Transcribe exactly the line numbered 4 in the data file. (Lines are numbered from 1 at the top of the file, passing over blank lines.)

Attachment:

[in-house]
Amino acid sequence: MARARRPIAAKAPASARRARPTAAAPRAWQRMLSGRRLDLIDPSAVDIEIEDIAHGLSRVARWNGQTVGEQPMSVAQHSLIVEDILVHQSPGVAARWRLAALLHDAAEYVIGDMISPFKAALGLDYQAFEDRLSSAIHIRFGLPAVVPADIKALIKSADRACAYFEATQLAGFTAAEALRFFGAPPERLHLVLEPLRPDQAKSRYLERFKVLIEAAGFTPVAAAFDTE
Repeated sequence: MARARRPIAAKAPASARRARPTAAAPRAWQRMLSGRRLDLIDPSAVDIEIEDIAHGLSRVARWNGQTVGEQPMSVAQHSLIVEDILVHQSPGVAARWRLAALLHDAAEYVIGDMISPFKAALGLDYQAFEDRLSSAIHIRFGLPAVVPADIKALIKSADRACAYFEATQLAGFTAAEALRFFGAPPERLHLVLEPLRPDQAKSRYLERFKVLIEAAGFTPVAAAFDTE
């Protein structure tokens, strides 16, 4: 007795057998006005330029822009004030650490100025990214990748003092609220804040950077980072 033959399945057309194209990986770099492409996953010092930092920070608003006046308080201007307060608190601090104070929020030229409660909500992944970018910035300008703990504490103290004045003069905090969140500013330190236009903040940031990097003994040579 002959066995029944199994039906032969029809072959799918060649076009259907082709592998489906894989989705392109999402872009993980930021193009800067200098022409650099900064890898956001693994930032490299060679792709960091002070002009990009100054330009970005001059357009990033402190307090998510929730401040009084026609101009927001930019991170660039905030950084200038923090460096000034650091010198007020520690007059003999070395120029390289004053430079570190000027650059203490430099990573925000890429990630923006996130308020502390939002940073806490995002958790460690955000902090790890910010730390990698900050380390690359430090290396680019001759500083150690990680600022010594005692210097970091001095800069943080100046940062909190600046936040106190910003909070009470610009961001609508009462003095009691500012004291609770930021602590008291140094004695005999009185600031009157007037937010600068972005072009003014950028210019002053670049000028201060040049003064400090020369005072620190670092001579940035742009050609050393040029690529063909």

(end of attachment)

């Protein structure tokens, strides 16, 4: 007795057998006005330029822009004030650490100025990214990748003092609220804040950077980072 033959399945057309194209990986770099492409996953010092930092920070608003006046308080201007307060608190601090104070929020030229409660909500992944970018910035300008703990504490103290004045003069905090969140500013330190236009903040940031990097003994040579 002959066995029944199994039906032969029809072959799918060649076009259907082709592998489906894989989705392109999402872009993980930021193009800067200098022409650099900064890898956001693994930032490299060679792709960091002070002009990009100054330009970005001059357009990033402190307090998510929730401040009084026609101009927001930019991170660039905030950084200038923090460096000034650091010198007020520690007059003999070395120029390289004053430079570190000027650059203490430099990573925000890429990630923006996130308020502390939002940073806490995002958790460690955000902090790890910010730390990698900050380390690359430090290396680019001759500083150690990680600022010594005692210097970091001095800069943080100046940062909190600046936040106190910003909070009470610009961001609508009462003095009691500012004291609770930021602590008291140094004695005999009185600031009157007037937010600068972005072009003014950028210019002053670049000028201060040049003064400090020369005072620190670092001579940035742009050609050393040029690529063909």